Sunday, February 24, 2008

Taproot As You Like It

I had a great time introducing “me Olives” to Shakespeare this weekend. We saw “As You Like It” directed by Karen Lund (read as a pdf at wowio). I think that the title is excellent 17th Century marketing. Taproot Theater is excellent once again.

"The result is good, good, good vibrations."
- Joe Adcock, Seattle PI

One of the devices in this play is that the banished Duke becomes a hippie in the woods (1960s music for transitions, but faithful iambic pentameter otherwise) which worked well for me.

As hoped, Olives loved the play and I found it very familiar – I had never seen this particular comedy before but if follows the formula: A woman pretends to be a man to test the true heart of the male lead. One of the characters says something amazingly profound in a brief monologue, and everybody gets married at the end.
As the Reduced Shakespeare Company has rightly observed – this never gets old.

BTW – you can always tell the difference between tragedy and comedy with Shakespeare:
Tragedy – everybody dies
Comedy – everybody gets married

“Do you not know I am a woman? when I think, I must speak.”
- ROSALIND — Daughter to the banished Duke.

“All the world’s a stage,
And all the men and women merely players:
They have their exits and their entrances;
And one man in his time plays many parts,
His acts being seven ages.”
- JAQUES — A Lord attending upon the banished Duke.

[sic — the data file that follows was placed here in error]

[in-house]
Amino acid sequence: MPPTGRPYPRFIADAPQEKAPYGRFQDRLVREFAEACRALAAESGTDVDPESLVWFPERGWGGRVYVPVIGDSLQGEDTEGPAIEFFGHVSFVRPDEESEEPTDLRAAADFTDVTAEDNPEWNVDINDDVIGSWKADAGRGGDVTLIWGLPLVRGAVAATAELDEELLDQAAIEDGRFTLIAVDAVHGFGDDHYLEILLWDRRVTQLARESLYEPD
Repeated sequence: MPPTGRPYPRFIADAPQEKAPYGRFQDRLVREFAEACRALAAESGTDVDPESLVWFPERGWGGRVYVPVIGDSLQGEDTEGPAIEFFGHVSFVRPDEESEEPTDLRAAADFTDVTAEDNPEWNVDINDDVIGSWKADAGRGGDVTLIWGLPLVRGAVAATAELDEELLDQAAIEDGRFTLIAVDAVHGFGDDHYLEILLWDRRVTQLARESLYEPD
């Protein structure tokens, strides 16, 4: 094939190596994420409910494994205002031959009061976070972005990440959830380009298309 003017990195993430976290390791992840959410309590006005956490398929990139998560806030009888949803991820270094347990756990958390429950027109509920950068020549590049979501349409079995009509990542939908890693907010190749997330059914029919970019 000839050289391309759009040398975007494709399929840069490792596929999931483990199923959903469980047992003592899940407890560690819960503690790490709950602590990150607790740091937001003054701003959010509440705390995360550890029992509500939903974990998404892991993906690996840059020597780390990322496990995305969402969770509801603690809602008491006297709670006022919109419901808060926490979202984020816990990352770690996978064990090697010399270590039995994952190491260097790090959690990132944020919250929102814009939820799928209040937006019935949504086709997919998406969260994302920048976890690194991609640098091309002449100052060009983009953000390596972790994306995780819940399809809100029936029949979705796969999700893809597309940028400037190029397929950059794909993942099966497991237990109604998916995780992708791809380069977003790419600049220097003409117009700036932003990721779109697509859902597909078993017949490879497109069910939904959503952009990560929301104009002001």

I think that Orlando Bloom should make like Kenneth Branagh and try out a film version of this play. Fittingly enough the male lead is named “Orlando”. If he does a good enough job on this he could then (when he is older) play the lead in “Midsummer Night’s Dream”… as an elf… well technically a fairy.

I toyed with the idea of traveling all the way down to Ashland Oregon to see “A Midsummer Night's Dream”. I wonder if it would have been worth the long drive, and worth missing this gem from Taproot.

Thank you to: Marianne Savell (Rosalind), Anne Kennedy (Celia) and Bob Borwick (Touchstone) for genuine enjoyment of one of my favorite things – Shakespeare.

My sketch today is a caricature of the much-used device: A woman pretends to be a man to test the true heart of the male lead.


CDT said...

I always found watching Shakespeare on stage was always a good excuse to go back and see Strange Brew, which is actually Hamlet (with Bob and Doug MacKenzie as Rosencrantz and Guildenstern).

However, it's not nearly as good as watching "A Boy and His Dog," with David at a theater in north Seattle!


David Juel said...

I have seen Strange Brew several times, I cannot believe that I did not catch the now obvious connection!